Re: POLI: Concrete Umbrellas (was: Faster driving saves lives)

Gina Miller (
Sat, 16 Jan 1999 15:26:10 PST

Have you read the article in Chemical and Engineering News (January 11,1999). Called "Much Ado About Nanotubes, by Ron Dagani Gina "Nanogirl" Miller

>Date: Sat, 16 Jan 1999 15:50:01 -0500
>From: "Alexander 'Sasha' Chislenko" <>
>Subject: POLI: Concrete Umbrellas (was: Faster driving saves lives)
>At 14:33 01/16/99 , Forrest Bishop wrote:
>>You can also argue reducio ad absurdum - lowering the limit to zero
>>'save' all the lives. I have never seen anyone do an analysis of this
>>phenomenon like the one above; why do you suppose that is? Might it
>>conflict with the kindergarten culture belief sysem?
>I think people would tell you that they "have to drive" to "survive".
>I have offered some reductio ad absurdum suggestions before that are
>clear of this "have to" issue, for example:
>- building overpasses instead of all crossings and concrete walls
> all streets should eliminate all accidents evolving pedestrians
> (except that the pedestrians crazy from spending all their time on
> building the overpasses and climbing up and down, may start jumping
> off them, or smashing their heads at the walls)
>- A great reduction in crime may be achieved by putting all
> members of the society in solitary confinement with maximal security.
>- making everybody carry 100lb concrete umbrellas when outdoors, to
> them against possible meteorites, sudden huge hailings, and other
> objects.
>(of course, one can prohibit everything that is not absolutely
> such as driving to movies or sports games, or any fun activities. But
> people may find that the life itself is no longer really "important")
> The apparent truth here is that people want not to optimize their
>at any cost, but to find a reasonable compromise between risk factors,
>efforts, quality of life, lifespan, etc. This is not a specifically
>opinion, it's plain common sense.
>Now, why there is so little publicity for these suggestions, and
support for
>balanced approach, while the risk aversion suggestions receive millions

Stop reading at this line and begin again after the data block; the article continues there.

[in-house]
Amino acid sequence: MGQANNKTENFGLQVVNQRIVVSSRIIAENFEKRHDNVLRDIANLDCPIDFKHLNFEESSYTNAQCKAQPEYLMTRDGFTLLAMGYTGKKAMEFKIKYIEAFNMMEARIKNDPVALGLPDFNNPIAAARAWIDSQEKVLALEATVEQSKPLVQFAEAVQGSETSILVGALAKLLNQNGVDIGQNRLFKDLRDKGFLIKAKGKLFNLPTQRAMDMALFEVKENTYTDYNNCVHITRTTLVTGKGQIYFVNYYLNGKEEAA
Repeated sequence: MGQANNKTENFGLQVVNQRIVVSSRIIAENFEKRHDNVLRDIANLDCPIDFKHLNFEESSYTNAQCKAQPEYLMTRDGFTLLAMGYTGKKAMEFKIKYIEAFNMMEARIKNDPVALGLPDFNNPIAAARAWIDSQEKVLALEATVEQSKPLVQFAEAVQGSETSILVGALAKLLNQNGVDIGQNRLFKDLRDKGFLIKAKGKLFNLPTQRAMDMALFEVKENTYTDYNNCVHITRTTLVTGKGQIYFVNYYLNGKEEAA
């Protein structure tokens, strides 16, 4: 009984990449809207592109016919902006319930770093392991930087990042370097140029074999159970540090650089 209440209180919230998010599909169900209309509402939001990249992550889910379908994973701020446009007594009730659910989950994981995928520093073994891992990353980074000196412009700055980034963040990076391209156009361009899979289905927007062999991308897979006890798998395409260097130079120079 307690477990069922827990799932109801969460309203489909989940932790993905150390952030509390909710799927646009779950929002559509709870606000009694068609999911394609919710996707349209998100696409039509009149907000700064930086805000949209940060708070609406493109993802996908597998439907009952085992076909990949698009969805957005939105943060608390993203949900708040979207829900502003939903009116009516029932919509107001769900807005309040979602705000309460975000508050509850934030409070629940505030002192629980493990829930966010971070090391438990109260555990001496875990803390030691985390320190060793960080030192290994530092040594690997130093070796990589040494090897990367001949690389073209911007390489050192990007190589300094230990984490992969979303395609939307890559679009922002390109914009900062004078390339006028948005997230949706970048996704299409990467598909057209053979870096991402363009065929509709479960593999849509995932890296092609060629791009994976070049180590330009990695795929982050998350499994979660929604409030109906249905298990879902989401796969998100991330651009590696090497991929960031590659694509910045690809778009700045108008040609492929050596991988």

>dollars for "research", and billions - for implementation? How can we
>to that publication now, so that everybody could see it? (Actually, it
>be possible to write an article for NYT or something - anybody
interested to
>work on it?)
>The issue I think is that the distribution of ideas is propelled by
>interests more than by their truth value; this problem is apparently
>with the centralized power, though a mechanism for distribution of
>evaluations of non-coercive projects is also quite needed.
>So they offer lop-sided arguments that sound convincing enough for the
>of the population, who do not care to think of balanced social
approaches or
>philosophical foundations of the legal system. And that's enough to
>further funding for "protective" projects, further expansion of the
state, etc.
>Who would pay millions of dollars for the study showing what kinds of
>people are willing to bear in their pursuit of quality of life,
freedom, and
>happiness? Not the State, I think.
>I would expect that some visionary journalistic efforts aimed at the
Slow Zone
>could make some difference here. But they, apparently, don't, with
all those
>civil libertarians and journalists out there. Or maybe, they couldn't
find the
>right meme?
>An article on Concrete Umbrellas, anyone?
>I actually strongly doubt that a well-chosen phrase can generally make
>difference, but since the illogical swamp of social ideas tends to
>between polar states, and social policies keep being followed until
>become not just theoretically ungrounded, but hugely ridiculous and
>exposing problems at these critical points early may help swing both
>and policies. - Another task for the Institute of Memetic Engineering?
>Alexander Chislenko <>
><> <>

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